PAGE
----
MOST political attention over the past few days has been rightly focused on Labour’s fissiparous meltdown. One journalist told me on Thursday that he had never heard so many swear words from so many parliamentarians as a succession of senior Scottish Labour figures venting their fury on John McDonnell, the shadow chancellor.

McDonnell’s crime, of course, was to say he supported the democratic right of the Scottish people to choose their own future. If he had said that about any other small country he would have been applauded, but saying it about their own patch (and on their own patch) was enough to have his Scottish comrades foaming at the mouth.

Self-determination for them is something that can only happen abroad.

Apparently the instigator of the formal Scottish Labour Parliamentary Group rebuke to John McDonnell – designed also to embarrass Richard Leonard, a man badly miscast as the leader of anything – was Jackie Baillie.

During the 2014 indyref, Baillie was prominent on Tory platforms, and indeed I recall her being feted at the Tory ladies lunch club in Dunoon.

No doubt that was a heady experience, but she needs to remember what happened next. Within a year her Scottish Westminster colleagues had been all but removed from the political map and in 2016 she not only saw a swathe of her fellow Labour MSPs electorally defenestrated as well, she came within a whisker of losing her own seat.

Yet she seems to have learned nothing about the perils of keeping bad political company.

Jackie Baillie is, of course, not a key player in all this. She can irritate her party leadership, but while Corbyn remains in office, the decision about what Labour’s attitude is to Scotland will be taken by him and his colleagues.

That is ironic, but it is as true as the fact that while I am always hopeful that sense will strike the Scottish branch office leaders of the Conservative Party, I think there is greater chance of them being trampled by a herd of unicorns.

I therefore don’t expect them to change their hostility to Scottish democracy any time soon. But with Labour now officially supporting Scotland’s right to decide, the spotlight needs to shift on to the LibDems.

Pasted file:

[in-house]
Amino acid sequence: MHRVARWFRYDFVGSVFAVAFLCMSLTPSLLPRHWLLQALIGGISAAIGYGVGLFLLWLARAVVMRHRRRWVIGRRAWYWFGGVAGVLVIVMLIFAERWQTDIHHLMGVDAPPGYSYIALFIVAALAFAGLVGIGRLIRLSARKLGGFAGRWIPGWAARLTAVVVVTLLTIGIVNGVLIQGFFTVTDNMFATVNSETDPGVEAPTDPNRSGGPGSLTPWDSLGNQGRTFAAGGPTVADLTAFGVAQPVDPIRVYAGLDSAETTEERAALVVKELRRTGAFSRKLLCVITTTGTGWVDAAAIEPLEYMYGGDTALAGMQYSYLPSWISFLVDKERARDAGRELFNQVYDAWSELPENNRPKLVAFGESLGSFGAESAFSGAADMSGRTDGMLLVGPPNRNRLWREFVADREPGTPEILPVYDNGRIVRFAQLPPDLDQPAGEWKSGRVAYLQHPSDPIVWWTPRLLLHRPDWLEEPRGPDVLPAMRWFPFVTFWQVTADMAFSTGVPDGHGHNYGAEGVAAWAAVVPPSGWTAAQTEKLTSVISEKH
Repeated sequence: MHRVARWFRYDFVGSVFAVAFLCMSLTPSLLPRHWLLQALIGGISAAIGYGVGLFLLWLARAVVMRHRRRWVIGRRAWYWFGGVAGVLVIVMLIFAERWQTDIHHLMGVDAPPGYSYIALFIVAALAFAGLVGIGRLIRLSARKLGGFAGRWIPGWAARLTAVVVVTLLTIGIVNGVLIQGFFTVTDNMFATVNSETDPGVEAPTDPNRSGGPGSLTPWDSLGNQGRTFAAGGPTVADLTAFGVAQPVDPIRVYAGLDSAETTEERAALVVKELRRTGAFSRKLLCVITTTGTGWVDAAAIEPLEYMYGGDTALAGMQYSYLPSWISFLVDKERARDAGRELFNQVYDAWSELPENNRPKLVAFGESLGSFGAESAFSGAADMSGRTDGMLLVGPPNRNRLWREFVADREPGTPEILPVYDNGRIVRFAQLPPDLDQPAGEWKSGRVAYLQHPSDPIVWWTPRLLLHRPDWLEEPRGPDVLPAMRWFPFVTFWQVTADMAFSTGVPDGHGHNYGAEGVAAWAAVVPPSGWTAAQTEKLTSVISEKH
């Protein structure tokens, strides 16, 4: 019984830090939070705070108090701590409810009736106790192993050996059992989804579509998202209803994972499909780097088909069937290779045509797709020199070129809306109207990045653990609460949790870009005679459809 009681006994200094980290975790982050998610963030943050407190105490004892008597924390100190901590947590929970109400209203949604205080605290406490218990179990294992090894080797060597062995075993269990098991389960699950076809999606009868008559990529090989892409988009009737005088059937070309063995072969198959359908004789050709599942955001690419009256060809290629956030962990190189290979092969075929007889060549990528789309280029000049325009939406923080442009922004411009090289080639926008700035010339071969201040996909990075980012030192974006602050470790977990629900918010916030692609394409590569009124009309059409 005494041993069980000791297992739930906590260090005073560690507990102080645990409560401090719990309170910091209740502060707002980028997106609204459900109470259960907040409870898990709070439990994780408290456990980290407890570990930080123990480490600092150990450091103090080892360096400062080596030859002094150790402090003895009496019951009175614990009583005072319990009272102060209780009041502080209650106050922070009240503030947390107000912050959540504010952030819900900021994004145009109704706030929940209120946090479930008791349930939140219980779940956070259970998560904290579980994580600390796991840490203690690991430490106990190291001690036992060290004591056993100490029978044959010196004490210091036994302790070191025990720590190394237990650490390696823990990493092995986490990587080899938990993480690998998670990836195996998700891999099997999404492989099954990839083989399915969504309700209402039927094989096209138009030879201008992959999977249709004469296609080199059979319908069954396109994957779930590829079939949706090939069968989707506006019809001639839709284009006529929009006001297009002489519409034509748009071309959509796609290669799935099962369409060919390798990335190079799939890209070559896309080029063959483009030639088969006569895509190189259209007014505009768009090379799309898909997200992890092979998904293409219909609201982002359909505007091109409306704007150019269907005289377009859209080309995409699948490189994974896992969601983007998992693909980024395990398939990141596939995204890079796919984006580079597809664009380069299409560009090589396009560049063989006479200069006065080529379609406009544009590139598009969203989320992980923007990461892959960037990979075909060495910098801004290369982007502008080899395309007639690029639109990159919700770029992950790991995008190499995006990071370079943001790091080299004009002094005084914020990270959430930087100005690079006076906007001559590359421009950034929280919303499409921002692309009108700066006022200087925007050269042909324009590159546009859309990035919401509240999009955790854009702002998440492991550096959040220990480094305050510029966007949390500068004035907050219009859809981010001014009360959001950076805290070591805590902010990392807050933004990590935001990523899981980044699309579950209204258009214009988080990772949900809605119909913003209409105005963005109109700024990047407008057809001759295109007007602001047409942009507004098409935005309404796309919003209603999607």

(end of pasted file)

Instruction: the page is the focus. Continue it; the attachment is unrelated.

I have noticed that of late LibDem activists spend much more time attacking the SNP than attacking the Tories. This may point to a desire by their new leader to do another deal with the same Tories with whom she served in government prior to 2015, as well as a realisation that their tide, while rising in England, is not nearly as buoyant north of the Border.

That, of course, might change if they started to be really liberal and firmly democrat, backing a second referendum for Scotland – while no doubt remaining opposed to independence itself – as passionately as they claim to back a second one on Brexit.

And that distinction between medium and message is at the heart of this matter. Labour, the Liberals and the Tories – and everyone else who chooses to do so – are absolutely entitled to argue against independence and to campaign for the continuation of the Union, for federalism or even for assimilation by the Borg Collective.

What they are not entitled to do, given where the nation of Scotland now finds itself, is to refuse to allow those who live here to make their own choice about their own future.

The SNP Scottish Government laid out very clearly in its manifesto in 2016 the circumstances in which it would seek to hold another referendum and those conditions have been met.

Brexit was rejected by Scottish voters and has been by the Scottish Parliament.

That same Scottish Parliament has voted in the majority for another referendum.

And now polls indicate that the people of Scotland want one sooner rather than later.

If any party at Westminster stands against those facts they cannot call themselves democratic, let alone liberal or socialist. And they will be judged by that failure to live up to their core principles.

John McDonnell opened a hornets’ nest last week in his own party. No doubt a sensible similar initiative by a senior Westminster LibDem would have the same consequences.

But there needs to be a recognition by all the parties that while they can, if they wish, remain irredeemably hostile to independence, they cannot, in the current situation, take the same view of an independence referendum without major damage to their standing, credibility and future north of the Border. Or what little of that is left.